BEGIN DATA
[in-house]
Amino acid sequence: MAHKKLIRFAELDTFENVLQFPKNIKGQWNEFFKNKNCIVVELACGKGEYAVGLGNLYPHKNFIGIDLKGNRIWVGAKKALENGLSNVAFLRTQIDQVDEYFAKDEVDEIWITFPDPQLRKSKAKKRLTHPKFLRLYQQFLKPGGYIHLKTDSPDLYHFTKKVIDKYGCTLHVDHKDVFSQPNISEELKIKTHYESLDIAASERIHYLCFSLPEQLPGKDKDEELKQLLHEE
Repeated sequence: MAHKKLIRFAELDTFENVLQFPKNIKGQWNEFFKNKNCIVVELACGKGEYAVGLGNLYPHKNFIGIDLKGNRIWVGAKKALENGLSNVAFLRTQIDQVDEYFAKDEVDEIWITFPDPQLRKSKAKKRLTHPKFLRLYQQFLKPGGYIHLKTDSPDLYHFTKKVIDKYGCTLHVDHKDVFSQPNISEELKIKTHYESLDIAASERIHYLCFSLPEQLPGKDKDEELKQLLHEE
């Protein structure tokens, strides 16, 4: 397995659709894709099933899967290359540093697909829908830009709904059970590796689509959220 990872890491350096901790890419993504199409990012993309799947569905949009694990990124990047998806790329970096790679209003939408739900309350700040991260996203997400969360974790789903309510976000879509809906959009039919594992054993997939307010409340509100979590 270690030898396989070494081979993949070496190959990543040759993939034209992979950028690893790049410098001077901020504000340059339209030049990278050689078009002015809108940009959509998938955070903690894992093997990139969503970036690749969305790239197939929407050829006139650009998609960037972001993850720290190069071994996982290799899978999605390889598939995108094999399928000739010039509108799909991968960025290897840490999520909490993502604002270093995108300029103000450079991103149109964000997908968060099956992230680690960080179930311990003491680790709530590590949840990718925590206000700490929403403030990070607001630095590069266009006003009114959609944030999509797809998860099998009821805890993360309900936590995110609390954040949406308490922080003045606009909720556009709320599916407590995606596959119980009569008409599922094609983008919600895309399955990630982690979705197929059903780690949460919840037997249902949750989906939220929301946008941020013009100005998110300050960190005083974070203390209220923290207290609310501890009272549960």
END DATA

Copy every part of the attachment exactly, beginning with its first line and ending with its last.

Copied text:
[in-house]
Amino acid sequence: MAHKKLIRFAELDTFENVLQFPKNIKGQWNEFFKNKNCIVVELACGKGEYAVGLGNLYPHKNFIGIDLKGNRIWVGAKKALENGLSNVAFLRTQIDQVDEYFAKDEVDEIWITFPDPQLRKSKAKKRLTHPKFLRLYQQFLKPGGYIHLKTDSPDLYHFTKKVIDKYGCTLHVDHKDVFSQPNISEELKIKTHYESLDIAASERIHYLCFSLPEQLPGKDKDEELKQLLHEE
Repeated sequence: MAHKKLIRFAELDTFENVLQFPKNIKGQWNEFFKNKNCIVVELACGKGEYAVGLGNLYPHKNFIGIDLKGNRIWVGAKKALENGLSNVAFLRTQIDQVDEYFAKDEVDEIWITFPDPQLRKSKAKKRLTHPKFLRLYQQFLKPGGYIHLKTDSPDLYHFTKKVIDKYGCTLHVDHKDVFSQPNISEELKIKTHYESLDIAASERIHYLCFSLPEQLPGKDKDEELKQLLHEE
């Protein structure tokens, strides 16, 4: 397995659709894709099933899967290359540093697909829908830009709904059970590796689509959220 990872890491350096901790890419993504199409990012993309799947569905949009694990990124990047998806790329970096790679209003939408739900309350700040991260996203997400969360974790789903309510976000879509809906959009039919594992054993997939307010409340509100979590 270690030898396989070494081979993949070496190959990543040759993939034209992979950028690893790049410098001077901020504000340059339209030049990278050689078009002015809108940009959509998938955070903690894992093997990139969503970036690749969305790239197939929407050829006139650009998609960037972001993850720290190069071994996982290799899978999605390889598939995108094999399928000739010039509108799909991968960025290897840490999520909490993502604002270093995108300029103000450079991103149109964000997908968060099956992230680690960080179930311990003491680790709530590590949840990718925590206000700490929403403030990070607001630095590069266009006003009114959609944030999509797809998860099998009821805890993360309900936590995110609390954040949406308490922080003045606009909720556009709320599916407590995606596959119980009569008409599922094609983008919600895309399955990630982690979705197929059903780690949460919840037997249902949750989906939220929301946008941020013009100005998110300050960190005083974070203390209220923290207290609310501890009272549960």